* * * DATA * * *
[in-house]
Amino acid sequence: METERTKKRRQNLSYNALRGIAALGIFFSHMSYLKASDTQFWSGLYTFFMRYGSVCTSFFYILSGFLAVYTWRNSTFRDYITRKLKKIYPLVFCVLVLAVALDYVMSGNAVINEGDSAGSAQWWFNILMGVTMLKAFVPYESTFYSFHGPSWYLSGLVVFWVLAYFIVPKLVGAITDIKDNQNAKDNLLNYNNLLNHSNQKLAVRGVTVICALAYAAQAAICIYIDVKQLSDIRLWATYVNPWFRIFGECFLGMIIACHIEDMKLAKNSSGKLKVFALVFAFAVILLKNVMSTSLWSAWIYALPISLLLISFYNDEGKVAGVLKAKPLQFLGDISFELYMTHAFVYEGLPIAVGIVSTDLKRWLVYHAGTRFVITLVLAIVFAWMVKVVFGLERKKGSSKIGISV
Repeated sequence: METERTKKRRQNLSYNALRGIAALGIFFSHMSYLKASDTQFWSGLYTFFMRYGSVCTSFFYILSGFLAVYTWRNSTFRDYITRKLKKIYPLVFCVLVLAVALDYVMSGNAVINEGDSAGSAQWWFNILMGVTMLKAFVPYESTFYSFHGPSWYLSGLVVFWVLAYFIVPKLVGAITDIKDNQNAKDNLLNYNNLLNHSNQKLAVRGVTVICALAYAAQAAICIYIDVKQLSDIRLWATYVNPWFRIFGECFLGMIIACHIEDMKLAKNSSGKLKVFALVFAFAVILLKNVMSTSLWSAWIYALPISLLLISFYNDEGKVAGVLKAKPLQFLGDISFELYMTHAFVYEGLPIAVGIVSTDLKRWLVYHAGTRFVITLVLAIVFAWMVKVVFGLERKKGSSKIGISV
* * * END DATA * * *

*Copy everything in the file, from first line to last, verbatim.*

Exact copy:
[in-house]
Amino acid sequence: METERTKKRRQNLSYNALRGIAALGIFFSHMSYLKASDTQFWSGLYTFFMRYGSVCTSFFYILSGFLAVYTWRNSTFRDYITRKLKKIYPLVFCVLVLAVALDYVMSGNAVINEGDSAGSAQWWFNILMGVTMLKAFVPYESTFYSFHGPSWYLSGLVVFWVLAYFIVPKLVGAITDIKDNQNAKDNLLNYNNLLNHSNQKLAVRGVTVICALAYAAQAAICIYIDVKQLSDIRLWATYVNPWFRIFGECFLGMIIACHIEDMKLAKNSSGKLKVFALVFAFAVILLKNVMSTSLWSAWIYALPISLLLISFYNDEGKVAGVLKAKPLQFLGDISFELYMTHAFVYEGLPIAVGIVSTDLKRWLVYHAGTRFVITLVLAIVFAWMVKVVFGLERKKGSSKIGISV
Repeated sequence: METERTKKRRQNLSYNALRGIAALGIFFSHMSYLKASDTQFWSGLYTFFMRYGSVCTSFFYILSGFLAVYTWRNSTFRDYITRKLKKIYPLVFCVLVLAVALDYVMSGNAVINEGDSAGSAQWWFNILMGVTMLKAFVPYESTFYSFHGPSWYLSGLVVFWVLAYFIVPKLVGAITDIKDNQNAKDNLLNYNNLLNHSNQKLAVRGVTVICALAYAAQAAICIYIDVKQLSDIRLWATYVNPWFRIFGECFLGMIIACHIEDMKLAKNSSGKLKVFALVFAFAVILLKNVMSTSLWSAWIYALPISLLLISFYNDEGKVAGVLKAKPLQFLGDISFELYMTHAFVYEGLPIAVGIVSTDLKRWLVYHAGTRFVITLVLAIVFAWMVKVVFGLERKKGSSKIGISV